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Replacing Fly Ash and Skinny Concrete Slab in an Edwardian Terrace

Discussion in 'Building' started by Emma Stratton, 13 May 2021.

  1. Emma Stratton

    Emma Stratton

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    Afternoon All,

    I have an Edwardian Terrace house that I am looking to replace the ground floor of as it is like the surface of the moon! After doing some investigation it is a 60mm concrete slab laid over a mix of fly ash and demolition waste and it is also making the house quite cold, so it's time for it to go.
    I am looking to lay 100mm Type 1, 25mm sand, DPM (with upstand), 100mm Celotex, second membrane layer and a 75mm screed on top. The area is 56m2 and digging down 300mm, the area covers three rooms (dining room, lounge and a very long skinny kitchen) I do have a builder lined up to do this but my confidence in that they will actually turn up is getting shaky (due to start in July) as they have gone quiet. As a result, the back up plan is to do the work myself but I have a contact that can lay and finish Agila as the final layer. Would it be better to retrofit a suspended timber floor instead? There is an air brick just slightly below ground level, which makes me think the original floor may have been suspended. The area I live in was hit by a major flood in 1965, so it may have been removed as part of recovering the building.
    What I would like to know is how long it would take to hand dig the floor (mini diggers are not an option) and if it would be possible to lay it in sections (room at a time basically) with an appropriate barrier. The concrete has already had to be broken in order to lay an electrical conduit and it breaks up without too much bother.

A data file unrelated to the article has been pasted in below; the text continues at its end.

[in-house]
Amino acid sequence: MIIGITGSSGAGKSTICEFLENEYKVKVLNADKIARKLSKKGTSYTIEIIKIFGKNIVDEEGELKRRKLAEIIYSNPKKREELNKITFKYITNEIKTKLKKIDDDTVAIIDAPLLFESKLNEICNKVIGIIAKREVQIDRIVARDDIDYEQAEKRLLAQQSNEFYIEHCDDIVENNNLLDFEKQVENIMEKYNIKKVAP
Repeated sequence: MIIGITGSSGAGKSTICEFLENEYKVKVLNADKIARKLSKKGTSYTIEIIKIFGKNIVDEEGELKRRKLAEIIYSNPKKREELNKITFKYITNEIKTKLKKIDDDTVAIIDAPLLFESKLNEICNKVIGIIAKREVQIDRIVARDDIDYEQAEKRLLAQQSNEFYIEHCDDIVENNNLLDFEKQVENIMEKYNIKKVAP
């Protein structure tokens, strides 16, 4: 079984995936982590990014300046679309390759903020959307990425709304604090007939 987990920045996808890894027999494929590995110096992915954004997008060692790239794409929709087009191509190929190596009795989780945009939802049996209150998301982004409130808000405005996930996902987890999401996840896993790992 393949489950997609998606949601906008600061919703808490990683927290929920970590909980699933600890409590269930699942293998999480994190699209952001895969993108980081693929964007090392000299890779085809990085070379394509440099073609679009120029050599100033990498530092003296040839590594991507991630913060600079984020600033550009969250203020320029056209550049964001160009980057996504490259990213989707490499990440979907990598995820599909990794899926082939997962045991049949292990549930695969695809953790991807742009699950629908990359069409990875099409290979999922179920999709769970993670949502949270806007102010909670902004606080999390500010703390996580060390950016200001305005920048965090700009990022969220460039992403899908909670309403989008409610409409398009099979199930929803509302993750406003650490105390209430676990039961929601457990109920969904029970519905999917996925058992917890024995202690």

Any info, tips etc will be greatly appreciated.
    Kind regards
    Em
     
    Last edited: 13 May 2021
  2. mrrusty

    mrrusty

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    digging out ~17 cubes of concrete and hardcore mixed carp by hand! - 3 weetabix and you'll do it in a weekend - or maybe not. Not much of a house's heat is lost through the floor. You might be better off going for an easier/faster/cheaper option and spending the rest of the money elsewhere - better insulation/windows/more efficient heating etc. I'd discuss with your builder what the other floor options are.
     
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  4. ^woody^

    ^woody^

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    Has the ash caused the problem with the floor - ie sulphate attack?
     
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  5. Emma Stratton

    Emma Stratton

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    Hi Woody

    No typical signs of sulphate attack though there is heavy efflorescence of the bricks in the passageway wall, the skinny concrete slab is very uneven (I'm putting it down to poor compaction of the fly and dem waste and that it is pretty thin) and the walls are cold up to about 600mm from the floor. The underside of the skirting boards are showing signs of damp and the fixings corroded to the point I removed a 4 metre section with little effort and the plaster felt claggy when I removed it from the walls. The cold is coming up through the floor, you can definitely feel it and is a similar situation with the other houses in my street with solid floors.
    Em
     
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  7. ^woody^

    ^woody^

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    Past contractors have hand dug out/replaced typical Victorian terrace floors, front back and rear annex in 2 - 2 1/2 weeks. Team of 2/3 including kitchen unit removal and refit. But this was about 1m deep to remove the contaminated ground.

    I can't see any advantage in putting a timber floor back unless getting concrete or having a place for the wagon is a problem.
     
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